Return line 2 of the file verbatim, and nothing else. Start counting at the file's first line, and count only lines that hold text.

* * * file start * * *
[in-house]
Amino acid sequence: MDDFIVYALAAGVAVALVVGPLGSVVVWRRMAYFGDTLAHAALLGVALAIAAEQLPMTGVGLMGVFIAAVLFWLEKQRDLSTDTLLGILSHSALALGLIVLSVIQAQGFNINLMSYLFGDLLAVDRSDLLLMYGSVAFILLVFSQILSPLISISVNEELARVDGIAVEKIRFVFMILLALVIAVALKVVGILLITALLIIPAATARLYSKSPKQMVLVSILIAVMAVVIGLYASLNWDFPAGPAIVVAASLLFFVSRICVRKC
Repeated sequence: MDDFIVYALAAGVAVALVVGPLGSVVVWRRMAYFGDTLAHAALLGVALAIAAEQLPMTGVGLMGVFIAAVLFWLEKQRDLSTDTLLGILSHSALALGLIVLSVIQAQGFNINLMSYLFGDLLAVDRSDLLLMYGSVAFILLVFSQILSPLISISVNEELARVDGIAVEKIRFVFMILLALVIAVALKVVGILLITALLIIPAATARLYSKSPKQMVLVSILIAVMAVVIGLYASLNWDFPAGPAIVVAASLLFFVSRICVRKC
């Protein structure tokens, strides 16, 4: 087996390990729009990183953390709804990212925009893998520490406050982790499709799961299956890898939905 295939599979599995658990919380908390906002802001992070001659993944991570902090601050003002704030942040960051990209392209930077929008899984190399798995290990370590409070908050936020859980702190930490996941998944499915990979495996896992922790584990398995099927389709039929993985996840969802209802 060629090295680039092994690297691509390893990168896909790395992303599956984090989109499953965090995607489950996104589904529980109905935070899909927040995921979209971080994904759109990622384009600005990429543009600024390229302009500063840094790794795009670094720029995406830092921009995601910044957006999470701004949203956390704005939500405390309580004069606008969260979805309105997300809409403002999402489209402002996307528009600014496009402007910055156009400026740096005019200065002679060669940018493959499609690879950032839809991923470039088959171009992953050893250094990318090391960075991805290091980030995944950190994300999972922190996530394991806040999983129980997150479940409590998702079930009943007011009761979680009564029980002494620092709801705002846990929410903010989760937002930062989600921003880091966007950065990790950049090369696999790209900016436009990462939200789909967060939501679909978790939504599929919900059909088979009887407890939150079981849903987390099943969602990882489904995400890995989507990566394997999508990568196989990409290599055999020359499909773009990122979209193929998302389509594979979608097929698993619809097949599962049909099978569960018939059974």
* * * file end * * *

Amino acid sequence: MDDFIVYALAAGVAVALVVGPLGSVVVWRRMAYFGDTLAHAALLGVALAIAAEQLPMTGVGLMGVFIAAVLFWLEKQRDLSTDTLLGILSHSALALGLIVLSVIQAQGFNINLMSYLFGDLLAVDRSDLLLMYGSVAFILLVFSQILSPLISISVNEELARVDGIAVEKIRFVFMILLALVIAVALKVVGILLITALLIIPAATARLYSKSPKQMVLVSILIAVMAVVIGLYASLNWDFPAGPAIVVAASLLFFVSRICVRKC